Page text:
Albers comfortable with trade to Indians

Associated Press


Matt Albers is only 30, but he is working for his fifth organization, which can mean that teams can’t wait to get rid of him or that every club in creation wants him.

Or it can mean that at a given time and place, a franchise needs what he has to offer or what he can bring in a deal. That’s been the case with Albers, who was traded from the Boston Red Sox to the Arizona Diamondbacks in 2012 then on to the Indians during the winter in the deal that brought Trevor Bauer and fellow reliever Bryan Shaw to the Indians.

Often when a player is traded for the first time he feels as if his family has thrown him out and demanded that he hand over the key to the house. Rejection is his first reaction.

If he is traded again — or again and again and again — he begins to understand that baseball is a business. The fact that he continues to have a job becomes much more important than the emotion attached to wandering from team to team, learning the names of new teammates.

“It took me by surprise,” Albers said of his first experience being traded, from the Houston Astros to the Baltimore Orioles. “I was playing in Houston, playing in my hometown. My first reaction — I was a little bummed.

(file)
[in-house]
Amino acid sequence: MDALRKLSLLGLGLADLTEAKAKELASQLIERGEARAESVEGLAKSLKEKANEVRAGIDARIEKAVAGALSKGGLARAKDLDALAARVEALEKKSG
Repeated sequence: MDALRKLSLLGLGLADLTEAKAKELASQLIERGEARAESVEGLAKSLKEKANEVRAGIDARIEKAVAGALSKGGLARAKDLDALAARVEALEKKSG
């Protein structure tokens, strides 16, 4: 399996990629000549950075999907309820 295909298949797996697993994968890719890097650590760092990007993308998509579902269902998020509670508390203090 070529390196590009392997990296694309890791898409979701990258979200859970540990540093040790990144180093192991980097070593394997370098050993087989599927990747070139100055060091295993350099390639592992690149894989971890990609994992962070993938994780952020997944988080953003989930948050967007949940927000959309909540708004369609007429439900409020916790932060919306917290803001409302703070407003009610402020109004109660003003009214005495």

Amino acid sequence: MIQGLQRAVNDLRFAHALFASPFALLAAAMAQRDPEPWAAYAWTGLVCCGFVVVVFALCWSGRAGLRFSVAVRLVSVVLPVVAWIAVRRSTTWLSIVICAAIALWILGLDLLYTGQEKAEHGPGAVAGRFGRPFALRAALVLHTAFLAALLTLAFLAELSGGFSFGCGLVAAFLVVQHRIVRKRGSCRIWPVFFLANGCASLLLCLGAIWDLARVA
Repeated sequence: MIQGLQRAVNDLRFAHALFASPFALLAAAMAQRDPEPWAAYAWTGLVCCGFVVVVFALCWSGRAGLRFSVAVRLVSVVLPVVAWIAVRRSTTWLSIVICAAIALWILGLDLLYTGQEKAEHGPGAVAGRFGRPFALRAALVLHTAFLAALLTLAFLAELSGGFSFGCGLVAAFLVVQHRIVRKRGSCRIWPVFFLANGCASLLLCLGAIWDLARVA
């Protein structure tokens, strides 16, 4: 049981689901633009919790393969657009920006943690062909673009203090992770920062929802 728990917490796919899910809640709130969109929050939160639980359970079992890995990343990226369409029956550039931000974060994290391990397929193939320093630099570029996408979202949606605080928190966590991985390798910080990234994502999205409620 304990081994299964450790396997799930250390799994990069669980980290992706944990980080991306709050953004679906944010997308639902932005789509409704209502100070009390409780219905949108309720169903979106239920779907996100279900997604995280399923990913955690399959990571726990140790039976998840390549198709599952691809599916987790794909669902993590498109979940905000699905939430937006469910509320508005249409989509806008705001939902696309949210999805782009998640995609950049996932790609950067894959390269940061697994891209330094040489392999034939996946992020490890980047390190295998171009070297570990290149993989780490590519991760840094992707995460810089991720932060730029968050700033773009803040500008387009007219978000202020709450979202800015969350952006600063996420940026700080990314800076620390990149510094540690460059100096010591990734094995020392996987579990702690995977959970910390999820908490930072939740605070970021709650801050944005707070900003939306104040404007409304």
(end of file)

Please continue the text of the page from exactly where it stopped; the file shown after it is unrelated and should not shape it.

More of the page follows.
“But it was just one of those things. After awhile, you get used to it. The first time I got traded was difficult. After that, it got easier.”

Being swapped to the Indians was a breeze. Albers already knew a few of the players — including Shaw, his former teammate — and he had played for manager Terry Francona, his skipper with the Red Sox.

“I was excited. I knew Tito. And about the time I got traded, they made a couple of moves. And after I got there, they made a couple of more moves. I think this is a good fresh start for me. It really energized me.”

Albers also knew that he was wanted.

Asked if he thought Francona had something to do with him being included in the deal, Albers said, “I think he did a little bit. Obviously, it wasn’t all his decision but he had some bearing on it.”

And what kind of manager was Francona in Boston?

“He was real easy to talk to, a straight-forward guy,” Albers said. “He was always going to shoot you straight, and that’s all you can ask for.”

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